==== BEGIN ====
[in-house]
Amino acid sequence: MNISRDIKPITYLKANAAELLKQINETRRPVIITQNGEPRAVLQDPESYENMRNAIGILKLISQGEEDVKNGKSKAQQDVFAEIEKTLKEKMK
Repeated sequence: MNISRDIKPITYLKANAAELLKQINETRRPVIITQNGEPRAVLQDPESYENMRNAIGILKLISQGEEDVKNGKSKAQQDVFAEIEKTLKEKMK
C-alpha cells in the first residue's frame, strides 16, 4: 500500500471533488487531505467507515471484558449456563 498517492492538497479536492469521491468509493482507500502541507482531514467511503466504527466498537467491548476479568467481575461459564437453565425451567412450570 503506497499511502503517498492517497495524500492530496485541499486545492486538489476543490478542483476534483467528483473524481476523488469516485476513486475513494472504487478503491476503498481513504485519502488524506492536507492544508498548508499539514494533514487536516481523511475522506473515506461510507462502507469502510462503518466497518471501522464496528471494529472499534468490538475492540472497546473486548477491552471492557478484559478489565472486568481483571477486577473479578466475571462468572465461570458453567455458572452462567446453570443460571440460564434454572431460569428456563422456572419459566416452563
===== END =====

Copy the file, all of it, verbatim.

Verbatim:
[in-house]
Amino acid sequence: MNISRDIKPITYLKANAAELLKQINETRRPVIITQNGEPRAVLQDPESYENMRNAIGILKLISQGEEDVKNGKSKAQQDVFAEIEKTLKEKMK
Repeated sequence: MNISRDIKPITYLKANAAELLKQINETRRPVIITQNGEPRAVLQDPESYENMRNAIGILKLISQGEEDVKNGKSKAQQDVFAEIEKTLKEKMK
C-alpha cells in the first residue's frame, strides 16, 4: 500500500471533488487531505467507515471484558449456563 498517492492538497479536492469521491468509493482507500502541507482531514467511503466504527466498537467491548476479568467481575461459564437453565425451567412450570 503506497499511502503517498492517497495524500492530496485541499486545492486538489476543490478542483476534483467528483473524481476523488469516485476513486475513494472504487478503491476503498481513504485519502488524506492536507492544508498548508499539514494533514487536516481523511475522506473515506461510507462502507469502510462503518466497518471501522464496528471494529472499534468490538475492540472497546473486548477491552471492557478484559478489565472486568481483571477486577473479578466475571462468572465461570458453567455458572452462567446453570443460571440460564434454572431460569428456563422456572419459566416452563